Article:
Assessing unknown Ferrite Toroids

Ok so you have had a good day at the Rally and you have come back with a carrier bag full of ferrite toroids that "just might be useful for something". How do you find out what they are? Very few seem to be stamped with any indication of their properties, and some are 'painted' garish colours which presumably means something.

First of all there are basically two types of toroidal core, one is a sintered iron dust and is usefull at higher frequencies, and the other is one of two grades of ferrite material. The ferrite has much higher permiability (more Henries per turn) than the iron dust and is usable at much lower frequencies. Ferrite will thus make fine wide-band transformers, and baluns with bandwidths of at least a decade of frequency (e.g 3 to 30 MHz). There are a range of 'mixes' of the ferrites leading to a wide range of cores with different parameters. Several firms make ferrite material and cores and it is well worth searching for their web sites. This will not help if you do not know the properties of your Bargain cores.

The way to get some insight into the material of your cores is to measure a parameter often given as 'A' which is defined as the inductance per turn (sometimes it has a subscript 10 or 100 in which case it is the inductance of that many turns on the core. It is quite difficult to measure small inductances so wind 8 turns on the core. If you have a handheld DVM with an inductance range just put it across the coil and read the answer. Remember that you cannot have fractional turns on a toroid. every time the wire goes through the central hole it is one turn. Next you need to remember that inductance increases as the SQUARE of the turns. So if you measured 100uH, 4 turns would be 25uH, and 2 turns 6.25uH, so A is 1.56 (uH for 1 turn). You can now compare this with figures quoted for various grades of ferrite in the data sheets, and those used in published designs.

What do you do if you do not have an inductance range on your meter. The next best thing is to put a known value of capacitor with the coil to make a tuned circuit and find the resonant frequency. Lots of people will tell you that you cant 'GDO' a toroid, which is only partly true. If you put a loose wire closed-loop as a single turn through the core you can couple a GDO to that and measure the parallel resonance. You don't need to use the parallel resonance. If you feed a signal generator to the coil and a known capacitor in series you will get a minimum impedance at series resonance. So connect a large resistor 10K to 100K (it depends how sensitive your detector is.) between your signal source and the series LC circuit and connect the other end to the ground of the source. Connect an oscilloscope or an ac milliviltmeter across the LC and swing the generator for a dip. Then use the resonance formula you learned for the RAE, trying not to get confused with the micros, millis and picos. You can even 'ring' a parallel tuned circuit with a square wave and measure the frequency of the ringing on an oscilloscope. I do recommend an inductance meter. Hand held LCR meters can be bought for a very resonable price and help to 'demystify' inductors for you. In fact, like me, you will wonder however you managed without one for so long.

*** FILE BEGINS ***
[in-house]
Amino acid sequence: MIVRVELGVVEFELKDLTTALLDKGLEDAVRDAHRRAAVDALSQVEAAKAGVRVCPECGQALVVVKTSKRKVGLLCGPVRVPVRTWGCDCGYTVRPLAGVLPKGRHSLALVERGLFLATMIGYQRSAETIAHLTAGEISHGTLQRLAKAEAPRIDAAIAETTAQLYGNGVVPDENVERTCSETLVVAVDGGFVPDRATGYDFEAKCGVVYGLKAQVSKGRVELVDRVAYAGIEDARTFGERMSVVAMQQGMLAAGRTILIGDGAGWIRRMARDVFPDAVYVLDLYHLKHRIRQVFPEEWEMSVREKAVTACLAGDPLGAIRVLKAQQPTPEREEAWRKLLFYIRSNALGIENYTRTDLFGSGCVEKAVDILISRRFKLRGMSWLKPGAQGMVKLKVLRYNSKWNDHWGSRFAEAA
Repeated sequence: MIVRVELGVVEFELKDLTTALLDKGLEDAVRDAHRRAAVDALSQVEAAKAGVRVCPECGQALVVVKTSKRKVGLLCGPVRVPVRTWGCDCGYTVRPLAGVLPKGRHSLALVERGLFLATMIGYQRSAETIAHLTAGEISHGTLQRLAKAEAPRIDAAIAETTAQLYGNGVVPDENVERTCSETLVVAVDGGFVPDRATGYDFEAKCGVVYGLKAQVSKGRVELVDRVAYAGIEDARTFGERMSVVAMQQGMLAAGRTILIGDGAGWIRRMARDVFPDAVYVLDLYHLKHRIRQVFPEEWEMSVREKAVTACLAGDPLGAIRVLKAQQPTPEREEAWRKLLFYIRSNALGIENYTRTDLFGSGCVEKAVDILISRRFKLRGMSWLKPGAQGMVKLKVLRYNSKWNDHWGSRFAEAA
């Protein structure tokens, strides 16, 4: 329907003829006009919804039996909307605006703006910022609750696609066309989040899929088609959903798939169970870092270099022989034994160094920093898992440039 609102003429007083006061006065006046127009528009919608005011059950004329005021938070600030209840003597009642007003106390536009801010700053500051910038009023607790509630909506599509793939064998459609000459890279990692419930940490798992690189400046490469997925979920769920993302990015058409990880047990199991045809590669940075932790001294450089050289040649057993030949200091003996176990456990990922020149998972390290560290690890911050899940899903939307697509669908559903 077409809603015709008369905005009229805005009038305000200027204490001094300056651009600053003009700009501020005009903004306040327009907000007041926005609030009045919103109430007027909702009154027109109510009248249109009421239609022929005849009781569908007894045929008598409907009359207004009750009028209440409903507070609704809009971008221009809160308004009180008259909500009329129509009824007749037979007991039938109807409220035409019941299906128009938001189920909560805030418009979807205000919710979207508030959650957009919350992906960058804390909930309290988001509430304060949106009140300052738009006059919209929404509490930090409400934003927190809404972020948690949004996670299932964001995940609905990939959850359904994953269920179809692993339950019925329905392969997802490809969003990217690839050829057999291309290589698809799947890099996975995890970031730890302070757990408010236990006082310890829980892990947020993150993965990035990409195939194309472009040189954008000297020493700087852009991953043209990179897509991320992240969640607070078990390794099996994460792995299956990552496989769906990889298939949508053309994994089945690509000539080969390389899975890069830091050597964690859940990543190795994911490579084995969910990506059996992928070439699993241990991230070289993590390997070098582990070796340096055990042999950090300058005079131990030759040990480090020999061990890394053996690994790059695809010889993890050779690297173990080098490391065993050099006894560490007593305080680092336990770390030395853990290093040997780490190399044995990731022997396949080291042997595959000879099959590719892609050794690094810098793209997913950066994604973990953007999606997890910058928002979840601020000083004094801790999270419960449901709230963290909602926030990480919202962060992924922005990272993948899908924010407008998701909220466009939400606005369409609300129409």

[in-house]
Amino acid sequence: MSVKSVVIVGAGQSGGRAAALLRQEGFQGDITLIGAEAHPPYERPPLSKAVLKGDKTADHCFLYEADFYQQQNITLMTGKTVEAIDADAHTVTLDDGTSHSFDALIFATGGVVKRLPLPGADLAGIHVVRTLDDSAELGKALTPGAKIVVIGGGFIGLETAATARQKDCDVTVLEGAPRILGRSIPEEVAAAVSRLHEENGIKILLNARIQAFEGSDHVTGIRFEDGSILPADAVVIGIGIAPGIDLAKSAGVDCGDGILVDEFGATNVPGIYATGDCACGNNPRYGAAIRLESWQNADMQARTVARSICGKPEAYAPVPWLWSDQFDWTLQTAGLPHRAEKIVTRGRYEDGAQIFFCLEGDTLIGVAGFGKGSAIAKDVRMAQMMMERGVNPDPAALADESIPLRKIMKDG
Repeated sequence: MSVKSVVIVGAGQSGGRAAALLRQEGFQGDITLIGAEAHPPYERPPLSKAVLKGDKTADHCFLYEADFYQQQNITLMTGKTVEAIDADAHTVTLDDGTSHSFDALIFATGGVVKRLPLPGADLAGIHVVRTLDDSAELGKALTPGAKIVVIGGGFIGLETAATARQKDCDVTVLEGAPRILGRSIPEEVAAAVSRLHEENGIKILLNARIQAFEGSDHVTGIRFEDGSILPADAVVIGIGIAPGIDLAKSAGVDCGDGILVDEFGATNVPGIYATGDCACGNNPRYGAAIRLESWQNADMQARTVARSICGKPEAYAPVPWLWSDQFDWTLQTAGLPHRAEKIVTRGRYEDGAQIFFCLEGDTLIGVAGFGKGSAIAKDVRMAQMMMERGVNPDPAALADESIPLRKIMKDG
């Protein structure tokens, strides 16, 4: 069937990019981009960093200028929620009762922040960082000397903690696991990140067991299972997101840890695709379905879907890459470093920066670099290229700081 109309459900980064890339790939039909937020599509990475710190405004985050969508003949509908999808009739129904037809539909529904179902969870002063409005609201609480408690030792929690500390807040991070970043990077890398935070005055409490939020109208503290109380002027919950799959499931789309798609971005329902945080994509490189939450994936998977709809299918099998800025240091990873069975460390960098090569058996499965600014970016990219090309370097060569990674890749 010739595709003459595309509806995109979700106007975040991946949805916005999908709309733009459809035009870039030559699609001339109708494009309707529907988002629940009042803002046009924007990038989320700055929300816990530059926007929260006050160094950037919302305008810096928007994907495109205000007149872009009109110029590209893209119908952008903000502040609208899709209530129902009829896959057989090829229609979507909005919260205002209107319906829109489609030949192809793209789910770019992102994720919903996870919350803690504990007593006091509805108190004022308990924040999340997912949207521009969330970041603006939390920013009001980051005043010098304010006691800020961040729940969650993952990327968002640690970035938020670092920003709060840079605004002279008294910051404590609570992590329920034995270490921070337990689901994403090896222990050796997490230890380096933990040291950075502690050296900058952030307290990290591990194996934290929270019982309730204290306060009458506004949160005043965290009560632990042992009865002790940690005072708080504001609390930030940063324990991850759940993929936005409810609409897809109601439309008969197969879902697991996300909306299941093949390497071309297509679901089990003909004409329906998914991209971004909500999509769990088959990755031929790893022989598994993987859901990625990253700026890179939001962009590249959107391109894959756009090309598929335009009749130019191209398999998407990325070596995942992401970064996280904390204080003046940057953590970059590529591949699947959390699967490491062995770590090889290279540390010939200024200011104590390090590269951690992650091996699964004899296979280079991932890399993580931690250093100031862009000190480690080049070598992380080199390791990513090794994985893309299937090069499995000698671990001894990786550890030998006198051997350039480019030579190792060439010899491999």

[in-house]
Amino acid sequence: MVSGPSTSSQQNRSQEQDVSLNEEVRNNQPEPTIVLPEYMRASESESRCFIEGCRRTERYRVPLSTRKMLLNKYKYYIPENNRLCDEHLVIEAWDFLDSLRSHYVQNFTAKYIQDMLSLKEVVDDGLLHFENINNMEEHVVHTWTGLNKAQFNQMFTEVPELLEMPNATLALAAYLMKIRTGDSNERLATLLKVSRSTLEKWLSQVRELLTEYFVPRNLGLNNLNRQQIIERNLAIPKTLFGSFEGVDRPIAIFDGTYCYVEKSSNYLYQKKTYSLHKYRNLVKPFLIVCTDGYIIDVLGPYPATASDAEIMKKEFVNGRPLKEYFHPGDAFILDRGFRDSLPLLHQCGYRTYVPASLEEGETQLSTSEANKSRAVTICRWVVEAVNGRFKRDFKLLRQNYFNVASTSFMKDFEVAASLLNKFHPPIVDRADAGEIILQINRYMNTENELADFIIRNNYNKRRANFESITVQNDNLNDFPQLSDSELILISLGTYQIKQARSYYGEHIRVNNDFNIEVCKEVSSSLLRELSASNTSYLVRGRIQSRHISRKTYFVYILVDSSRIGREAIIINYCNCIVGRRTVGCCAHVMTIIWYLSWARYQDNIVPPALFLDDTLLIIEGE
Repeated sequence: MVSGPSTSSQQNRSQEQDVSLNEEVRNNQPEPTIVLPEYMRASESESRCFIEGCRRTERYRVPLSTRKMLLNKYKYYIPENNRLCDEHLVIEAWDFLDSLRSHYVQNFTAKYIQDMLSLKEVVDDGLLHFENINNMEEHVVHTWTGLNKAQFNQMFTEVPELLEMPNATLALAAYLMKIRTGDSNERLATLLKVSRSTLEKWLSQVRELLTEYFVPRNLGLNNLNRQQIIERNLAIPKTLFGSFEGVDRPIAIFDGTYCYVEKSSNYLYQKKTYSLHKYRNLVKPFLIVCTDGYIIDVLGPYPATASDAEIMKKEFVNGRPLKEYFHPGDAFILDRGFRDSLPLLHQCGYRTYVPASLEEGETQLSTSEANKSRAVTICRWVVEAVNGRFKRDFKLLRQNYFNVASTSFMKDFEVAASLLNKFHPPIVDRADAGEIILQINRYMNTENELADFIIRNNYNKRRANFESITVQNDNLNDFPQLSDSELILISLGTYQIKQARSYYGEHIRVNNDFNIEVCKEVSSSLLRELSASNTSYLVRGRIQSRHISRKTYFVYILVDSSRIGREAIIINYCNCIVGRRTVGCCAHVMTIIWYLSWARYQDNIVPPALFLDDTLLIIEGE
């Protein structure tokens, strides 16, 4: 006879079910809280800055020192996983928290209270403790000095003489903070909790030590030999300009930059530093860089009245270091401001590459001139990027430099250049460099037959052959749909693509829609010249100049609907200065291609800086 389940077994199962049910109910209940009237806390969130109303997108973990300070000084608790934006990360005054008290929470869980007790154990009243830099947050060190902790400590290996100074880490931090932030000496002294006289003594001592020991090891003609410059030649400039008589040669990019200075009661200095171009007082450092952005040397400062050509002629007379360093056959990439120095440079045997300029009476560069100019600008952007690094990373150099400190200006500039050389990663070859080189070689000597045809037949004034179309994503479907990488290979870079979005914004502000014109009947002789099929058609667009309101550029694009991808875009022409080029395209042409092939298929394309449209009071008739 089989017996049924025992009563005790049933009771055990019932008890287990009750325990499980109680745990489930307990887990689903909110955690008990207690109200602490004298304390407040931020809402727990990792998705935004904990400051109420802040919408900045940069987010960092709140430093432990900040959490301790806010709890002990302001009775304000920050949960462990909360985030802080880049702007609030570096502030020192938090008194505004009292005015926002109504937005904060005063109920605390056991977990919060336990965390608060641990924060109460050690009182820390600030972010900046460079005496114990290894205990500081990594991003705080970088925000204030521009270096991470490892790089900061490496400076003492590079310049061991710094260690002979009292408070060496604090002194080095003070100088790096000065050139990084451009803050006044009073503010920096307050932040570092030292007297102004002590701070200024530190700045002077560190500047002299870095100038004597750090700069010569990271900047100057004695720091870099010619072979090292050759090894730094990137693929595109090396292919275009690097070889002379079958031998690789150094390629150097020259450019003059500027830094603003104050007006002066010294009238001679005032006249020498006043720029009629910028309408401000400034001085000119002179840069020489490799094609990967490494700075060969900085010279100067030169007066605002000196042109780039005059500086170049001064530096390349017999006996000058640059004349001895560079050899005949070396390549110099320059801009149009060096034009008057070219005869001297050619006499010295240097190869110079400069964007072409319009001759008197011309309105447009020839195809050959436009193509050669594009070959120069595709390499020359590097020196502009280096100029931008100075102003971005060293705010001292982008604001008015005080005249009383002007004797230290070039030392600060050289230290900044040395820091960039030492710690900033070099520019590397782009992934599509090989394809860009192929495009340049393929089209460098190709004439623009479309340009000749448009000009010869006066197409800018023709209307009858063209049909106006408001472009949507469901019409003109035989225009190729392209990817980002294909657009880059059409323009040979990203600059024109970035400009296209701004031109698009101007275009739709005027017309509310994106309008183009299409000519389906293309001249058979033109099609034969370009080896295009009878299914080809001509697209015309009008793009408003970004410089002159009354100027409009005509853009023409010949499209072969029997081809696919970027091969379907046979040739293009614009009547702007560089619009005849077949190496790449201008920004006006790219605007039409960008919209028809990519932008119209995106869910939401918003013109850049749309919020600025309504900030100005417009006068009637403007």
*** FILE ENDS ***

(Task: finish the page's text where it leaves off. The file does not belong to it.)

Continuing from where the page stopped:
What can you actually use your cores for? Without the full data it is difficult to be sure, but a good guideline is that the very high permiability cores are good for transformers and chokes, but not good for filter inductors. The lower permiability ferrite cores or the iron dust cores will work well as filter inductors. It may be a 'suck-it-and-see' decision, if the filter core gets hot with RF power applied then it is probably not the right material.

Inductors are FUN, they are one of the last of the "make it yourself" radio components.

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